…continue reading: Hushmail: Are Activist Hedge Funds Breaking Bad?

Shareholder Activism in Germany

Posted by Yaron Nili, Co-editor, HLS Forum on Corporate Governance and Financial Regulation, on Saturday June 7, 2014 at 9:05 am
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Editor’s Note: The following post comes to us from Dirk Besse, at Morrison & Foerster LLP, and is based on a Morrison & Foerster publication by Mr. Besse and Moritz Heuser.

Over the past few years there has been a noticeable increase in the frequency of activist investors building up considerable stakes in German listed companies in the context of public takeovers. One reason for this development is what appears to be a new business model of hedge funds—the realization of profits through litigation after the completion of a takeover. To this end, the funds take advantage of minority shareholder rights granted under German stock corporation law in connection with certain corporate measures which are likely to be implemented for business integration purposes following a successful takeover.

…continue reading: Shareholder Activism in Germany

Activist Hedge Funds Find Ways to Profit from M&A Transactions

Posted by Yaron Nili, Co-editor, HLS Forum on Corporate Governance and Financial Regulation, on Wednesday June 4, 2014 at 9:28 am
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Editor’s Note: The following post comes to us from Spencer D. Klein, partner in the Corporate Department and co-chair of the global Mergers & Acquisitions Group at Morrison & Foerster LLP, and is based on a Morrison & Foerster publication by Mr. Klein, Enrico Granata, and Isaac Young; the complete publication, including footnotes, is available here.

Activist hedge funds continue to find ways to use public M&A transactions as a tool to generate returns for their investors. As a result, market participants need to consider potential activist strategies in determining how to structure, announce and execute their deals.

Activists have used three principal strategies to extract additional value from public M&A transactions. The first strategy involves directly challenging the announced deal in an effort to extract a higher price, defeat the merger and/or pursue an alternative transaction or stand-alone strategy. The second strategy involves attempting to use statutory appraisal rights to create value for the activist. And the third strategy involves making an unsolicited offer to acquire a target, either independently or in conjunction with a strategic acquirer, to put the target in play. In this article, we discuss examples of recent uses of these strategies by activist investors and point out some general implications of these examples for transaction planners.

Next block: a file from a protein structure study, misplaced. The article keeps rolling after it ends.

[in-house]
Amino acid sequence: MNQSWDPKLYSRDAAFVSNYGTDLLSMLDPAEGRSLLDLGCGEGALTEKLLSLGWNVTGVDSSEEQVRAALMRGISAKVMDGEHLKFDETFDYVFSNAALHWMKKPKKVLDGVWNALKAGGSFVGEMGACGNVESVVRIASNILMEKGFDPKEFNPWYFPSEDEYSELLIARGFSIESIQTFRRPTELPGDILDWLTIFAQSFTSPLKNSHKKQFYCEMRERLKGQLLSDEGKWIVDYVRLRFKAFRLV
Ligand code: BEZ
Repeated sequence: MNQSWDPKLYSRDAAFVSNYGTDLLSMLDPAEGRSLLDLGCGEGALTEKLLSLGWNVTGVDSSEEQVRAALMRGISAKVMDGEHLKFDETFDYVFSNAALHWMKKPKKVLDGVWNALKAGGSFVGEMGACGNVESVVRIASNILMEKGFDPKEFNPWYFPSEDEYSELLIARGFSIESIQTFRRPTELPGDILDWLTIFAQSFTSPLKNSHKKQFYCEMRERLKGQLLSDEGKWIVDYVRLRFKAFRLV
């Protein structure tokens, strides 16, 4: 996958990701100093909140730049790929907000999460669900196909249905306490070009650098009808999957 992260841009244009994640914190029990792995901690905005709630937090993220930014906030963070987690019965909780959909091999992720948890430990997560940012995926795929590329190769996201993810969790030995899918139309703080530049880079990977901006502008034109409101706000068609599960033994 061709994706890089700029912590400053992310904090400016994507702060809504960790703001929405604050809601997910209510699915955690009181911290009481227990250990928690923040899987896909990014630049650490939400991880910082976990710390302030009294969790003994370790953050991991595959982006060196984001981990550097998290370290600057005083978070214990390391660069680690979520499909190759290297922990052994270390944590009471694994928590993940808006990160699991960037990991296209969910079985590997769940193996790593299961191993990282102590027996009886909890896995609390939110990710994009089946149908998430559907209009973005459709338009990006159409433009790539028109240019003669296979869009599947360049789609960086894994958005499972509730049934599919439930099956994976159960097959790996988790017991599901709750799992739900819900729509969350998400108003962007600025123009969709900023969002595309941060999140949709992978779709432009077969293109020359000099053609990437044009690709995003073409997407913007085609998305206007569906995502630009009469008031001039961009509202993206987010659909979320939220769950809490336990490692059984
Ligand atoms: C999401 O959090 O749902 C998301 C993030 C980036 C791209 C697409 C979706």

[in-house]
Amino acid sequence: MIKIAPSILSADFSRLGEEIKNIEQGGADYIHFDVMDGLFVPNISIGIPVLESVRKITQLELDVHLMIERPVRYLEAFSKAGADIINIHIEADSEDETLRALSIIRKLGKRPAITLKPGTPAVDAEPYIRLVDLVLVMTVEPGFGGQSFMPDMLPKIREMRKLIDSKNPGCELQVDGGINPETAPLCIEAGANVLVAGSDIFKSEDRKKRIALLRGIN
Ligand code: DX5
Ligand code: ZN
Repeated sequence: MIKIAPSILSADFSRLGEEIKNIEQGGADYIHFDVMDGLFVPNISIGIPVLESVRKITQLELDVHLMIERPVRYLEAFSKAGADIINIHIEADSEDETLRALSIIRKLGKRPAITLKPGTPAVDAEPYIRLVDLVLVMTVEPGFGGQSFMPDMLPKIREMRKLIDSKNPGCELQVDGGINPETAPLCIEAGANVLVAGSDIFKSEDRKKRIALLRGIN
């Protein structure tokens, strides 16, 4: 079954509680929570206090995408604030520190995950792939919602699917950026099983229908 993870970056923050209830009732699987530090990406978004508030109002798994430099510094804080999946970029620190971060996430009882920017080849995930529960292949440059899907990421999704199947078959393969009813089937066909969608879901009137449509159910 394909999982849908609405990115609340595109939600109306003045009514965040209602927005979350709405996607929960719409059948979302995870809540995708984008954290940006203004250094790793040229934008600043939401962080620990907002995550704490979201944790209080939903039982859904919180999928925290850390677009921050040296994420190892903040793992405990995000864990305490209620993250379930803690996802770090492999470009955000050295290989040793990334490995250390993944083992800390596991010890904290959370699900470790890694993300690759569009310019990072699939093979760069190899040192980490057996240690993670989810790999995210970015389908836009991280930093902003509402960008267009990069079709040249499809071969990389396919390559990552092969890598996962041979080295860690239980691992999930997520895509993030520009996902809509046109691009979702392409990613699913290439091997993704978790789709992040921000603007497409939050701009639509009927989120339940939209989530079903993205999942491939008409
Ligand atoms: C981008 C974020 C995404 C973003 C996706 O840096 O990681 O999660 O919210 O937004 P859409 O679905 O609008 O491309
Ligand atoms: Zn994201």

…continue reading: Activist Hedge Funds Find Ways to Profit from M&A Transactions

Communications Challenges of the Valeant/Pershing Square Bid for Allergan

Editor’s Note: Charles Nathan is partner and head of the Corporate Governance Practice at RLM Finsbury. This post is based on an RLM Finsbury commentary by Mr. Nathan.

The bid by Valeant and Pershing Square to acquire Allergan has made a very big splash in the M&A and corporate governance world. In brief, Pershing and Valeant have teamed up in a campaign to pressure Allergan to sell to Valeant in an unsolicited cash and stock deal. What distinguishes the Valeant/Pershing deal from a conventional public bear hug (such as Pfizer’s recent effort to acquire AstraZeneca) is that, by pre-arrangement, Pershing Square acquired a 9.7% equity stake in Allergan immediately prior to the first public announcement of Valeant’s bear hug. This unusual deal structure is a first and, if successful, may pioneer a new paradigm for unsolicited takeovers of public companies.

…continue reading: Communications Challenges of the Valeant/Pershing Square Bid for Allergan

The Activism of Carl Icahn and Bill Ackman

Editor’s Note: Matteo Tonello is managing director of corporate leadership at The Conference Board. This post relates to an issue of The Conference Board’s Director Notes series authored by Richard Lee and Jason D. Schloetzer, both of Georgetown University. The complete publication, including footnotes, is available here. Recent work from the Program on Corporate Governance about hedge fund activism includes The Long-Term Effects of Hedge Fund Activism by Lucian Bebchuk, Alon P. Brav, and Wei Jiang.

Activist hedge funds merit the attention of corporate directors, as the value of the assets under management increases and activist funds’ targets expand well beyond small capitalization companies. This post reviews the tactics used by two prominent activist hedge fund managers to create change in 13 companies in their portfolio and highlights four perceived governance failures at target companies that attracted activist funds’ attention. This post also includes a review of characteristics of activist hedge funds, the incentives their managers have to generate positive returns, and current research investigating whether and how hedge fund activism affects target companies.

…continue reading: The Activism of Carl Icahn and Bill Ackman

Shareholder Value Enhanced Through Sufficient Time to Generate Alternative Transaction

Posted by Noam Noked, co-editor, HLS Forum on Corporate Governance and Financial Regulation, on Thursday May 8, 2014 at 9:20 am
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Editor’s Note: The following post comes to us from Berl Nadler, partner at Davies, Ward, Phillips & Vineberg LLP, and is based on a Davies publication by Kevin J. Thomson and Peter Hong.

On April 2, 2014, Osisko Mining Corporation announced a superior alternative to Goldcorp Inc.’s unsolicited offer for Osisko in the form of a partnership with Yamana Gold Inc. resulting in Osisko’s shareholders receiving cash and share consideration with an implied value representing a 22% premium to Goldcorp’s offer. This transaction was announced 79 days after Goldcorp announced its intention to launch its unsolicited offer.

…continue reading: Shareholder Value Enhanced Through Sufficient Time to Generate Alternative Transaction